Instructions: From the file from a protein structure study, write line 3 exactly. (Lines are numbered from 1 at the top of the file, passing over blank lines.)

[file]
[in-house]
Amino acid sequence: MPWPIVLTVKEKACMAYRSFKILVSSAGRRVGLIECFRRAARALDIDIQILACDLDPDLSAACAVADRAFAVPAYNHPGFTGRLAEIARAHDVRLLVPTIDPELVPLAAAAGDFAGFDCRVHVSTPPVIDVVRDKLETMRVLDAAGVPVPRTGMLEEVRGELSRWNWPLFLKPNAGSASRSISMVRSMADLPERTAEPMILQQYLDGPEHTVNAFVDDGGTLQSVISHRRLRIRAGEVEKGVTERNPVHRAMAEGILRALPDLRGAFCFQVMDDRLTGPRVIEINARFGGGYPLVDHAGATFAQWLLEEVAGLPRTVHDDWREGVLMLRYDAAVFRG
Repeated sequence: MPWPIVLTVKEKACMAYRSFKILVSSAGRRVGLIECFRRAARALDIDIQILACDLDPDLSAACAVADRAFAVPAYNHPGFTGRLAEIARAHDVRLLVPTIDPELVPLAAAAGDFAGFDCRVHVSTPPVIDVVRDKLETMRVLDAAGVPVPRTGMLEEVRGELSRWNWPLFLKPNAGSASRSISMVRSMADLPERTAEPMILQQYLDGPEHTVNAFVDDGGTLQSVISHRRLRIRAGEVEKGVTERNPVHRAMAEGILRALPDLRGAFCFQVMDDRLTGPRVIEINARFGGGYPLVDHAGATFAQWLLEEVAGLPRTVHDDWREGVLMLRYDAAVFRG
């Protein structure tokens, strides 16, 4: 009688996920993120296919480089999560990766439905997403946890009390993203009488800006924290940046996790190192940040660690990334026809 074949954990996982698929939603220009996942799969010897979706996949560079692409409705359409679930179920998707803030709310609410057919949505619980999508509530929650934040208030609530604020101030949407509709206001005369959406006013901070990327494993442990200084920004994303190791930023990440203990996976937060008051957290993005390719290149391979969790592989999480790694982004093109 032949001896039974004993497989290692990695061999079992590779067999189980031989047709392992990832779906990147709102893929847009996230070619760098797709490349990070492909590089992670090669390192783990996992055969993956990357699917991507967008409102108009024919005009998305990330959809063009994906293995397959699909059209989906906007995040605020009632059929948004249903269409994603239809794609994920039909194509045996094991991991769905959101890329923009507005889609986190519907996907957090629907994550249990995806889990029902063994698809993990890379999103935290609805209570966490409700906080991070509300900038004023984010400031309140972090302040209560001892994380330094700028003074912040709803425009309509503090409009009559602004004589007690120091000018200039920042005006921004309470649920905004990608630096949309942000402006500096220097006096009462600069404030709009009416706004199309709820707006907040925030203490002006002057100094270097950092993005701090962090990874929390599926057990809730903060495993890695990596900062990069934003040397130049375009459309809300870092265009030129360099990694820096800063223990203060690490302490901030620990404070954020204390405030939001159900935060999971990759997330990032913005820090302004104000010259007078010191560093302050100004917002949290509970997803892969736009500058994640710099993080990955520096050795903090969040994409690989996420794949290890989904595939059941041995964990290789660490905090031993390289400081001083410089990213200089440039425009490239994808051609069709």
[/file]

Repeated sequence: MPWPIVLTVKEKACMAYRSFKILVSSAGRRVGLIECFRRAARALDIDIQILACDLDPDLSAACAVADRAFAVPAYNHPGFTGRLAEIARAHDVRLLVPTIDPELVPLAAAAGDFAGFDCRVHVSTPPVIDVVRDKLETMRVLDAAGVPVPRTGMLEEVRGELSRWNWPLFLKPNAGSASRSISMVRSMADLPERTAEPMILQQYLDGPEHTVNAFVDDGGTLQSVISHRRLRIRAGEVEKGVTERNPVHRAMAEGILRALPDLRGAFCFQVMDDRLTGPRVIEINARFGGGYPLVDHAGATFAQWLLEEVAGLPRTVHDDWREGVLMLRYDAAVFRG